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Pathology is the study of parts of the body, as well as diseases, to further understand how diseases affect the body. While this explanation may sound simple and straightforward, there are many branches to the study of pathology and many different sorts of pathologist careers. Pathologists may work with both living and dead bodies, or choose to work with one or the other, depending upon the individual's chosen career path.
There are two main types of pathologist careers, anatomical pathology and clinical pathology. An anatomical pathologist is concerned with the diagnosis of disease using biological processes of the human body. An anatomical pathologist may use the chemical and microscopic processes of the body, specifically of the organs and tissue samples, to determine what disease is afflicting or has afflicted a person. Anatomical pathology encompasses the fields of cytopathology--the diagnosis of disease via cells--as well as surgical pathology and forensic pathology.
Clinical pathologist careers are slightly different from anatomical pathologist jobs. Clinical pathologists often work laboratory jobs in a pathology lab, or path lab, to test bodily fluids such as urine, saliva and blood, to determine disease. Clinical pathologists may work closely with other medical professionals to ensure that laboratory equipment is up to date and running smoothly. Those seeking pathologist careers may choose to focus on either anatomical or clinical pathology, although many choose to work with both. When both clinical and anatomical pathologies are practiced, the practitioner is referred to as a general pathologist.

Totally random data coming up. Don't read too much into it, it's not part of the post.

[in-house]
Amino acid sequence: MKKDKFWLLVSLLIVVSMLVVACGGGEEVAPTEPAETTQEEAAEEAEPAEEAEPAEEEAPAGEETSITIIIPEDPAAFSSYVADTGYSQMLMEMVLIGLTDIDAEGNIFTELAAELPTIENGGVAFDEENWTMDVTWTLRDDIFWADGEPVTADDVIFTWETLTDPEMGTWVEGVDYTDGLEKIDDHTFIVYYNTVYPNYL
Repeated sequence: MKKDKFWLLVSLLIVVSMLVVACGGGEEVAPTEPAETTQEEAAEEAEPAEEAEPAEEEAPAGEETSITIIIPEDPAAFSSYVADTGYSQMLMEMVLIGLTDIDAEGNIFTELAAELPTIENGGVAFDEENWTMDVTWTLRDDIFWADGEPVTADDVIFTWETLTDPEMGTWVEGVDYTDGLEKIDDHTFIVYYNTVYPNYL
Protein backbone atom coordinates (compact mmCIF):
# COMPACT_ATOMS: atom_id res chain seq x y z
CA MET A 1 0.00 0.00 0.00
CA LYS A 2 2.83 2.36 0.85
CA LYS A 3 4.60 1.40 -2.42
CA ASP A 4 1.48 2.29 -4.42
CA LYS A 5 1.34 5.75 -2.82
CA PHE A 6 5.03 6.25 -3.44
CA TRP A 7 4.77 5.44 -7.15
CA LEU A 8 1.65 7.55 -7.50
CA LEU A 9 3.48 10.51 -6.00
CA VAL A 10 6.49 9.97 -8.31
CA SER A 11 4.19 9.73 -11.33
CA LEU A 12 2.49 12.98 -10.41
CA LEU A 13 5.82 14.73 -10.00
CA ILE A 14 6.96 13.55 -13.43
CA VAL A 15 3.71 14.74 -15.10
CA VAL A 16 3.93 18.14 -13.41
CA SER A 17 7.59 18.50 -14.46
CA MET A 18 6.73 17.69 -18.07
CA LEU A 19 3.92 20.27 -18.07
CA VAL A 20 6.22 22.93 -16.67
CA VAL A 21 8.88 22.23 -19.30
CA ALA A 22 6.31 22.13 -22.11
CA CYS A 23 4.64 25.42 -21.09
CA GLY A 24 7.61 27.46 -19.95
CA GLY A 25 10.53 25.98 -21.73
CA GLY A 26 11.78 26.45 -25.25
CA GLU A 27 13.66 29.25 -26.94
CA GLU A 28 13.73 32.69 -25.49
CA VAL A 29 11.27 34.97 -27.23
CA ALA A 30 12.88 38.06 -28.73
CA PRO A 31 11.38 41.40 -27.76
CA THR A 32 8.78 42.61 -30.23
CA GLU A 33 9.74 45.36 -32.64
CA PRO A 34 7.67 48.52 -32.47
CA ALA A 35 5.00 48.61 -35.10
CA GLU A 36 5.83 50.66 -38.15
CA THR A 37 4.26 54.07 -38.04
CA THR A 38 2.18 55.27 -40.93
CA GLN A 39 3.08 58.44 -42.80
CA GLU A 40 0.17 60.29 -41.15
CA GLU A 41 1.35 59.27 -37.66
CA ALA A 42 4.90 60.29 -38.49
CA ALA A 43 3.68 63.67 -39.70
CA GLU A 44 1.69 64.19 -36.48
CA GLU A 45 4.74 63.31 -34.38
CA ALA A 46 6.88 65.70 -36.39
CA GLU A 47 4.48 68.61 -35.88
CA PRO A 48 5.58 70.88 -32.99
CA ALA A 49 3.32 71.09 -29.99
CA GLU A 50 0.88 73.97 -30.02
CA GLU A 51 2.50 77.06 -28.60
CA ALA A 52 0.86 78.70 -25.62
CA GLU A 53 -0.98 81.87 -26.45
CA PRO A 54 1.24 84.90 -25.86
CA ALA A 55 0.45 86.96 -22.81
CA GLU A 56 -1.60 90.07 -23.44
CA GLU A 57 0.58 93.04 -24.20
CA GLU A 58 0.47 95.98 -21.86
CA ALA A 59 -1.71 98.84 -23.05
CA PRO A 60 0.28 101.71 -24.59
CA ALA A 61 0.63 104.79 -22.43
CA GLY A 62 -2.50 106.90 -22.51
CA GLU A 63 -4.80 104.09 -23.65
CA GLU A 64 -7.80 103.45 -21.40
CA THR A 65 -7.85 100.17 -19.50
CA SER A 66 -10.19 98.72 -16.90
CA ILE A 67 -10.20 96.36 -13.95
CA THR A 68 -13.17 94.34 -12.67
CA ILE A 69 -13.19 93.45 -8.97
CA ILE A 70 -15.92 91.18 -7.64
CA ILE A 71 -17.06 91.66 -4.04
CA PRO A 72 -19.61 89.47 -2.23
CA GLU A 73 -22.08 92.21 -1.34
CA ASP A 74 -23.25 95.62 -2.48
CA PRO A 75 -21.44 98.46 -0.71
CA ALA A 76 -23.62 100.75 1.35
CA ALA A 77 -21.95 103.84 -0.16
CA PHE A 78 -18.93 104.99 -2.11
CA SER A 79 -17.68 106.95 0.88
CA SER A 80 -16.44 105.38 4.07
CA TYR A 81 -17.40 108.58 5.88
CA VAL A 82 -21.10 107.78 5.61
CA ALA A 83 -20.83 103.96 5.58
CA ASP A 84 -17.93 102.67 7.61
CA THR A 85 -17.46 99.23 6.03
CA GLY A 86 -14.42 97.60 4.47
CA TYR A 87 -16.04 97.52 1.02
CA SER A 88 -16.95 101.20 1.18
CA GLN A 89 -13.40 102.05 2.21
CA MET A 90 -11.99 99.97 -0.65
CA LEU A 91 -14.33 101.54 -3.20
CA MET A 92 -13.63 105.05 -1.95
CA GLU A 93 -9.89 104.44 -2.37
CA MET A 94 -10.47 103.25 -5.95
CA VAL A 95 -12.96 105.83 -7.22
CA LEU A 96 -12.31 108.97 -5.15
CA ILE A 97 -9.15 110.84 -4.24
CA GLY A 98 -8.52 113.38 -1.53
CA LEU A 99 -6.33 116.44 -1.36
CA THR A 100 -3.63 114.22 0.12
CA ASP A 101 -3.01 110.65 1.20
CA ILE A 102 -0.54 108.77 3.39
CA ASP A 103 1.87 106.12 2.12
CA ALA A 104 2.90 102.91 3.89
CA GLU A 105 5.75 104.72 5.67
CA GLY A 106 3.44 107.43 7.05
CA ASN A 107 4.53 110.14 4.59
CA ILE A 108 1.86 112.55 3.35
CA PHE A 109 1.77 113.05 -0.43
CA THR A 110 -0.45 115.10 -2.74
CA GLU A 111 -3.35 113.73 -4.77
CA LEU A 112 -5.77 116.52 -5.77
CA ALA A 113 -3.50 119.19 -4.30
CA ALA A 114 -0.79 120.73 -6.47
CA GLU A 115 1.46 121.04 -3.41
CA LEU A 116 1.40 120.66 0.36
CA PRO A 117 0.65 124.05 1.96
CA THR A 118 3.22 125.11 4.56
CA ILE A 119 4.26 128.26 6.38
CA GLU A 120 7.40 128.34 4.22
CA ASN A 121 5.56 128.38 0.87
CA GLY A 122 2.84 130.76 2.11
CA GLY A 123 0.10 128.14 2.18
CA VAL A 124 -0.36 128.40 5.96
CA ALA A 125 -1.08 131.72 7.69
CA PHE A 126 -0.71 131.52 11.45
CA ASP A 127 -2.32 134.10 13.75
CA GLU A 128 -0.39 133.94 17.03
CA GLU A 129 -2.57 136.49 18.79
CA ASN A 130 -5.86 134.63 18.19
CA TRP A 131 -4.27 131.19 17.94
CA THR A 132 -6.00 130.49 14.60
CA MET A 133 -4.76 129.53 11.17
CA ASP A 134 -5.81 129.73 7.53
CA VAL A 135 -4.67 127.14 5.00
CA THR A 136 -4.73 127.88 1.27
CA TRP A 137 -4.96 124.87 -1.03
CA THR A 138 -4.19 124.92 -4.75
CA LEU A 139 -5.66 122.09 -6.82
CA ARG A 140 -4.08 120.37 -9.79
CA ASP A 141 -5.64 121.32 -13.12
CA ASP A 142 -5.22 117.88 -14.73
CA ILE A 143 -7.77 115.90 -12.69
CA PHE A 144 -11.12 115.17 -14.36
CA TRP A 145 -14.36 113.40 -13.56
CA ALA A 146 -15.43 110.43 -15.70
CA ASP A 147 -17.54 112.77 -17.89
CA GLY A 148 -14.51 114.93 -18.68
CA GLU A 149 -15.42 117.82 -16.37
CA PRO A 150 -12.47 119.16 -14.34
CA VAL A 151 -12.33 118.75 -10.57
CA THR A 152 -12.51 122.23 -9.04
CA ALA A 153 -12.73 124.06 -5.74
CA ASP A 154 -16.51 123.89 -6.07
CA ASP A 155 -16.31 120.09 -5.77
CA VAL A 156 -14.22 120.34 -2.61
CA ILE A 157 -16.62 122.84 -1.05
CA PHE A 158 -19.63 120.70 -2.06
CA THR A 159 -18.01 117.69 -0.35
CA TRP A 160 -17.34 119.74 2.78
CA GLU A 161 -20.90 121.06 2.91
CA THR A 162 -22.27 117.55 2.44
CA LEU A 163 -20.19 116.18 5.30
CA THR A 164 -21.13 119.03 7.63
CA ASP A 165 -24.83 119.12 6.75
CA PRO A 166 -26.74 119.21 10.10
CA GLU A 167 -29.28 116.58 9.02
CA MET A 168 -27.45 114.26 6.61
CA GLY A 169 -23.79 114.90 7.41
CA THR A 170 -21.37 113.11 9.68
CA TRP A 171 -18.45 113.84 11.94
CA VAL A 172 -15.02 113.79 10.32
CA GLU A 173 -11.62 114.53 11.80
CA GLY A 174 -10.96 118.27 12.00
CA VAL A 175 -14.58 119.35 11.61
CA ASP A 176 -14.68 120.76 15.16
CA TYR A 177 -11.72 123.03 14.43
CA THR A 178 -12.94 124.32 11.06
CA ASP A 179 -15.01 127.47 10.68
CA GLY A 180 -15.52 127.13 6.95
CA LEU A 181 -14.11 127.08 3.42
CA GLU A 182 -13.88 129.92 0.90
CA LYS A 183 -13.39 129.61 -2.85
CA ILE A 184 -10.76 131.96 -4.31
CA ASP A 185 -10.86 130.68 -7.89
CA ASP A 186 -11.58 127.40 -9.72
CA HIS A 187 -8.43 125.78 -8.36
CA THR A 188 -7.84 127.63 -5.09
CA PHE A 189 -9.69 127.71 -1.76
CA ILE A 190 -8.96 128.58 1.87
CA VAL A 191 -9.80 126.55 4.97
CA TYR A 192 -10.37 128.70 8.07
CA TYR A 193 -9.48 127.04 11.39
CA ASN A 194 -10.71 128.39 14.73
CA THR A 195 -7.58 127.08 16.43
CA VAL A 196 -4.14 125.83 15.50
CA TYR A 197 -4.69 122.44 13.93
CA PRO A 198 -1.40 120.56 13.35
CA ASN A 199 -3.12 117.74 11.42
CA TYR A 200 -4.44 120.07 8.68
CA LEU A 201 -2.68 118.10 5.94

Pathology is not limited to humans. Increasingly, the field of veterinary pathology has been in demand. Veterinary pathologists may work closely with veterinarians, or more commonly with drug companies, to determine disease and effects upon animals' bodies. Similarly, phytopathology, or the pathological study of plants, focuses on diseases that affect plants. Phytopathology studies why plants become sick, and how their diseases may benefit future crops, other plants and humans, or how they might become a detriment them.
Those seeking pathologist careers usually must complete a bachelor's degree or higher in the field of pathology. In the United States, medical pathologists must be accredited by a licensing board. For those seeking pathologist careers that are more specialized, such as veterinary pathology, phytopathology or forensic pathology, additional education may be required. The average annual salary for pathologists is dependent upon geographic location, experience and the type of facility where they are employed. Pathologists in the United States earned between $169,000 US Dollars (USD) and $610,000 USD per year as of May 2009.